White House Budget Director Peter Orszag is about to resign, perhaps to get married and have a less hectic life. He certainly get a job in the private sector that will pay him several times what he makes today. The budgets and the results of the government’s spending have not been popular. Orszag, like most White House workers in all administrations, may simply be tired from the 80 hour weeks and treks up the hill to be cross-examined by Congress.
Orszag departure probably means very little. He will be replaced by another widget who will serve the President and his core economic aides including Larry Summers and Treasury Secretary Tim Geithner. There is not much power left at the top of the policy pyramid to share with those two titans.Obama has reached the point in his presidency where much of what he does is questioned by the public and some of those questions are pointed. A new New York Times/CBS poll shows his handling of the economy is not well-regarded. He has to account for all the money that has been spent, much of it in vain, to fix the jobs and housing problems. A new report card on HAMP was depressing. Jobs creation, beyond Census hiring, is nearly non-existent.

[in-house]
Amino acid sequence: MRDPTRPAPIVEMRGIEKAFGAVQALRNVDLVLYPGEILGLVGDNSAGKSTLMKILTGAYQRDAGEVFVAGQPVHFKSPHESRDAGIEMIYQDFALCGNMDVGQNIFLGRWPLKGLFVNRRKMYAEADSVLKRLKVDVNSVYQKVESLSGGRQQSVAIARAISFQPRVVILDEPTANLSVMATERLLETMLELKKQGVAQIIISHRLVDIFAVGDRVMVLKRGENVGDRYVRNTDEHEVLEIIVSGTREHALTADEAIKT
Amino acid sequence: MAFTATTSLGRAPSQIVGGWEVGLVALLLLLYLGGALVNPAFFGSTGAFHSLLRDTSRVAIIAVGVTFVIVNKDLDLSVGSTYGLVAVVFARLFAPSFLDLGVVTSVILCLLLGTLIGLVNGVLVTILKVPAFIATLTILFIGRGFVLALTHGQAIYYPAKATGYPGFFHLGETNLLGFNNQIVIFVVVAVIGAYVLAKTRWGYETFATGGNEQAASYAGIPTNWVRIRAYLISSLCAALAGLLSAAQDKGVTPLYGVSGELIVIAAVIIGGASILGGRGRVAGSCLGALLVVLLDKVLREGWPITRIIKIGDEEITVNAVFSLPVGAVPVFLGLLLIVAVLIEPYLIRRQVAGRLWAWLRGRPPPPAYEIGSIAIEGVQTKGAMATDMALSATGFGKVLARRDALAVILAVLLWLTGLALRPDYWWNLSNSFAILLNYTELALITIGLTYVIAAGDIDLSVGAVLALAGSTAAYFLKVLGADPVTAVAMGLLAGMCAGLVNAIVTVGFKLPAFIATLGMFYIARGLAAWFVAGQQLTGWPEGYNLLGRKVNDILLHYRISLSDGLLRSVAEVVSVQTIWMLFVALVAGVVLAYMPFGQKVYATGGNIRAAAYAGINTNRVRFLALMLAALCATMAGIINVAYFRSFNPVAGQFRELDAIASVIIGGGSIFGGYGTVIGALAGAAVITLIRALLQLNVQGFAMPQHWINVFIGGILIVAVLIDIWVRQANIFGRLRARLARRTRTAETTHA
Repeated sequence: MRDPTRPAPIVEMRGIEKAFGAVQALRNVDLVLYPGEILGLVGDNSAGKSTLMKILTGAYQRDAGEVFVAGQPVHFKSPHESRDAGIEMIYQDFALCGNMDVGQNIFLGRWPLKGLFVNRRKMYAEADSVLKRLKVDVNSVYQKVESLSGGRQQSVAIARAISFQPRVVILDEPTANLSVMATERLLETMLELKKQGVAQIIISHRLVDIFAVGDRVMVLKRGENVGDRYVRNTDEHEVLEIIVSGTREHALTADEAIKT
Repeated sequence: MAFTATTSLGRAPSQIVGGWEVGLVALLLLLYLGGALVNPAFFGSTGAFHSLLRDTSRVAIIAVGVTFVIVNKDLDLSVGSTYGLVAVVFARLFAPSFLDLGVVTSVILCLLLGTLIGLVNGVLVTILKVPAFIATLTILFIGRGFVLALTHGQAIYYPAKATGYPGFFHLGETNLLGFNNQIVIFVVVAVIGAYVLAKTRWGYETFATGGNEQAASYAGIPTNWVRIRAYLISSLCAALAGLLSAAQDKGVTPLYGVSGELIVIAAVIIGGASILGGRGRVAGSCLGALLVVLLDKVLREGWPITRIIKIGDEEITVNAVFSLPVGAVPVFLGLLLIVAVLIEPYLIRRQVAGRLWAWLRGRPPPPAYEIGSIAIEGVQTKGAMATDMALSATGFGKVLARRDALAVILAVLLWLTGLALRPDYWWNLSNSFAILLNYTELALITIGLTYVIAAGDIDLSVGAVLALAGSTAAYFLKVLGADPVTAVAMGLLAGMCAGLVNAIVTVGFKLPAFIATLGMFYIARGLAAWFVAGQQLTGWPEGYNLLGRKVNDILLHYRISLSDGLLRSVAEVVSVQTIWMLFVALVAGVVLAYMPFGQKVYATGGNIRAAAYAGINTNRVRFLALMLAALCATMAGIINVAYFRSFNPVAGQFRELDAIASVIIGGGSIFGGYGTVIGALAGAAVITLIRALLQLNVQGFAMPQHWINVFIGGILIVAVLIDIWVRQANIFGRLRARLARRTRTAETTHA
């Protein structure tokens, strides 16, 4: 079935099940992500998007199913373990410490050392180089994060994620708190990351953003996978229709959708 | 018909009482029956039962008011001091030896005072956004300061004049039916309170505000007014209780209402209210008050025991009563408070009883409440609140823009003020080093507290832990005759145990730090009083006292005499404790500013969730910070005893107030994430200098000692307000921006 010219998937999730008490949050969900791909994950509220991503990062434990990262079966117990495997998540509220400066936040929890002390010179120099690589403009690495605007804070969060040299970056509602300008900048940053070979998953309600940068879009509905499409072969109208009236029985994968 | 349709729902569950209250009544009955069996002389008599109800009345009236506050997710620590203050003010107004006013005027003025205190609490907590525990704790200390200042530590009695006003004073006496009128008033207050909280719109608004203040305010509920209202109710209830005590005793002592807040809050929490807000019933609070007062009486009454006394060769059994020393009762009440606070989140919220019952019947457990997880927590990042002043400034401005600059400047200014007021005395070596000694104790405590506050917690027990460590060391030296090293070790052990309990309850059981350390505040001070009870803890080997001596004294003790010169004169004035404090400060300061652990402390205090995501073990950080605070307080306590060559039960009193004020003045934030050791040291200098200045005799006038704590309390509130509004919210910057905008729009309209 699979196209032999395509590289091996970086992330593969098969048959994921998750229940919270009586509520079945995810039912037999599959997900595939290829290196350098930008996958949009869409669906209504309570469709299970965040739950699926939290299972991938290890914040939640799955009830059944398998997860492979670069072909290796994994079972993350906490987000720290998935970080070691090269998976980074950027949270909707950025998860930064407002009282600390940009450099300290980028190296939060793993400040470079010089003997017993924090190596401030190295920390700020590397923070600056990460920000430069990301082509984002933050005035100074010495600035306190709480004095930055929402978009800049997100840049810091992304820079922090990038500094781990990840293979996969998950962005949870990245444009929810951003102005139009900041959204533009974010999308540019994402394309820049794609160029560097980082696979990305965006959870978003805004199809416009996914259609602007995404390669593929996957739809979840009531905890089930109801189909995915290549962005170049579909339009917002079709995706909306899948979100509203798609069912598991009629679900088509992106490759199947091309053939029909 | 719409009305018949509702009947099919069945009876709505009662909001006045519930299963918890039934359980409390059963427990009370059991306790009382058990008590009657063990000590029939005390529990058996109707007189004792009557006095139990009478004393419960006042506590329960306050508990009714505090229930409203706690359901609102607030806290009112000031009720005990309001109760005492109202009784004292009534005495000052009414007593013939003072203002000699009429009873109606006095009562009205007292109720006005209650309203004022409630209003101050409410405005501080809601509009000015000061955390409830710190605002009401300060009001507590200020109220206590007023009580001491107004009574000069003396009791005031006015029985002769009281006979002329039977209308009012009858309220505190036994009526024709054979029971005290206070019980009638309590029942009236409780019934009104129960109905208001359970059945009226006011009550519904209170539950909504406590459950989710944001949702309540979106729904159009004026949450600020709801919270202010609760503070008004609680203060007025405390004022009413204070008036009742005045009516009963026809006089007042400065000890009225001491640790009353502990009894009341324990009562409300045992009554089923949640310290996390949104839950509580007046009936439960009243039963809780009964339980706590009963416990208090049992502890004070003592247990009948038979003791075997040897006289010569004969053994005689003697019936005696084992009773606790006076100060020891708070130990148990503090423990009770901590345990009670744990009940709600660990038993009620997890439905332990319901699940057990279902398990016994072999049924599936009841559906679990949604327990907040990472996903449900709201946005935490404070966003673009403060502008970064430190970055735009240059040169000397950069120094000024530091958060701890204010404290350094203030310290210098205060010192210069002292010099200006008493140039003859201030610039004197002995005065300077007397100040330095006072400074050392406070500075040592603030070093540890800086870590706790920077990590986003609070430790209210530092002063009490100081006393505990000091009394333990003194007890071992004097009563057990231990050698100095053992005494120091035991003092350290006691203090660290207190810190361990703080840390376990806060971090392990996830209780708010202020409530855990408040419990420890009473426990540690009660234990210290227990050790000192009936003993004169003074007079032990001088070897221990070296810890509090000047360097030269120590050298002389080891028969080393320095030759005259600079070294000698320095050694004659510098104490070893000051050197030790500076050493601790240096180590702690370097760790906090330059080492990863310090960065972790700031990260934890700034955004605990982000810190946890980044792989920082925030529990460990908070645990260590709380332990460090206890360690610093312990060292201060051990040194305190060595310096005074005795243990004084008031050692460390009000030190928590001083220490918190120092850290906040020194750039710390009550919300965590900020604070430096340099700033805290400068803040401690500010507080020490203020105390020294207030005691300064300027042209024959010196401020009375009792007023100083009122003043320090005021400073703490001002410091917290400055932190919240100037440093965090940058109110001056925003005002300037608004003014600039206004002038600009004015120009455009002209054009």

There has been talk that Larry Summers may leave toward the end of the year. He has a fondness for seven-figure consulting fees. As a past president of Harvard and Treasury chief, he would be a big “get” for corporate and private equity boards of directors.
As the president’s popularity is eroded by cataclysms, most of which over which he has little control and are growing in duration, the role of anyone on his economic team shrinks. Even Geithner, who recovered from early stumbles, has spent the last several months fighting for revaluation of the yuan, complex new financial rules, and whether stimulus or austerity is the better road out of the recession and into prosperity. His image has begun to suffer as the deficit increases and tax receipts do not. Even getting a jobs bill through Congress has become impossible.
The top financial people around the president have become widgets. The public does not much care who advises the chief executive. That probably extends to the Treasury Secretary. The fixes to the economy have not worked. A few new faces will not buy Obama any time, but they may bring with them new policy ideas that are modestly more effective than the current ones.
Douglas A. McIntyre